Rated 4 out of 5 by from Eight Hundred Grapes! I just finished the novel Eight Hundred Grapes by Laura Dave. Did you know that it takes eight hundred grapes to make one bottle of wine? Georgia Ford was at the final fitting of her wedding dress when she saw her fiancé walking down the street with a beautiful red head and a little girl. Georgia chases after Ben (fiancé) in her wedding gown, when she catches up with him the little girl calls him Dad. Instead of staying to talk, Georgia gets into her car (in her wedding gown) and heads for her family’s home, The Last Straw Vineyard in Sebestopol (Sonoma in California). One of her first sights upon arriving at home is a naked man walking out of her mother’s bedroom (talk about a shocker). Changes have been taking place at home and no one has told her. They were waiting until after the wedding. Georgia is no longer sure of anything. Georgia is the type of person who likes to fix things for her family. She always wants to make things right for them. When Georgia finds out that her father is selling the vineyard, Georgia is sure it made the wrong decision. She sets out to stop the sale of the vineyard to Jacob McCarthy of Murray Grants wines. Georgia has to decide what to do with her future. Is she going to marry Ben and move to London? There is also problems with her two older brothers, Finn and Bobby (twins). Which, of course, Georgia wants to find out what the problem is and fix it. Eight Hundred Grapes is a good book, but not great. It is the kind of book you know what is going to happen at the end of the book after reading fifty pages. The information on wine making is interesting but it also bogs down the book (and almost put me to sleep). I give Eight Hundred Grapes 4 out of 5 stars. The book does have a lovely ending. I received a complimentary copy of Eight Hundred Grapes from NetGalley in exchange for an honest review. The review and opinions expressed are my own.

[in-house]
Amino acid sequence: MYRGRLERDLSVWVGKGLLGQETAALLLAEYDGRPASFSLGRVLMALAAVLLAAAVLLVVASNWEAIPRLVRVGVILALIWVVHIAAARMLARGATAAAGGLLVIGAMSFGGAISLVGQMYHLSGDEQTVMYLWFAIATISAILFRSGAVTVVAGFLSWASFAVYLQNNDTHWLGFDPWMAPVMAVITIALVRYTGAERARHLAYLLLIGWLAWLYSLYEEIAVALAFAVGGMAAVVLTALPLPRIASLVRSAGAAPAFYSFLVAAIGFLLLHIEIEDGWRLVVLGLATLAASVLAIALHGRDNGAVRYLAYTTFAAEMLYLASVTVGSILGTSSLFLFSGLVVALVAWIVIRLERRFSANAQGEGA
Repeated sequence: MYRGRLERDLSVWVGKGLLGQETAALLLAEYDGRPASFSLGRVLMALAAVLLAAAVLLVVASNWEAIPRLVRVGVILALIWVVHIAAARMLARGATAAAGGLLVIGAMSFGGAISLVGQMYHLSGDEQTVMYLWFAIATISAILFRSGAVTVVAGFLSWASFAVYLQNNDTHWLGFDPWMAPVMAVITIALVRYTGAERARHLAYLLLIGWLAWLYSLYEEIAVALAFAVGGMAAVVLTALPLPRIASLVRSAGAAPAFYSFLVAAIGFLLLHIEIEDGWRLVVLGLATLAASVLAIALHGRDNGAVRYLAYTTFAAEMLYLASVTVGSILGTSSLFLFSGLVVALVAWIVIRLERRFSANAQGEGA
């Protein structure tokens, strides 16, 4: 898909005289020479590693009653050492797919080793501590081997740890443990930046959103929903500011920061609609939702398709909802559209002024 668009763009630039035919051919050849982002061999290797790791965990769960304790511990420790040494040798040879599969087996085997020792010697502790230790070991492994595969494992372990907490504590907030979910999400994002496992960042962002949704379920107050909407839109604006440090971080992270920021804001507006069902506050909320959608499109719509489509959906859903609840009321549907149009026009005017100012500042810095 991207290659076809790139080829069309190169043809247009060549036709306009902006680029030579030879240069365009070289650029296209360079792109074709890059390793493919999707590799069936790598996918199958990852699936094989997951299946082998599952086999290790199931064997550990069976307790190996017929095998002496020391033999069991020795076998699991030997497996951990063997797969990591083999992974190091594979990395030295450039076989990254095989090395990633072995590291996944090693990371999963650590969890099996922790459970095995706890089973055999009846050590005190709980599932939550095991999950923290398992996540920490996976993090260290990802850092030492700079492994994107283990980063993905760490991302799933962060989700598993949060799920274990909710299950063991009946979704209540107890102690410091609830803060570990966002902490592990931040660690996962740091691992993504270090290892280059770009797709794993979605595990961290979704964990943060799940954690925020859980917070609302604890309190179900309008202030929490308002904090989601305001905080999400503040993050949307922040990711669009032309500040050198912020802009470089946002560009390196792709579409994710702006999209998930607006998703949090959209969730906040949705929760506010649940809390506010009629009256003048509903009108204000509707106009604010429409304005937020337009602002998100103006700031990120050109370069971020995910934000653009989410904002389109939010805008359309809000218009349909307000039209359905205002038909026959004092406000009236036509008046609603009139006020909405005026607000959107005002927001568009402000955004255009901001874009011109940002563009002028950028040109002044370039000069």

Date published: 2015-06-01

Read from the Book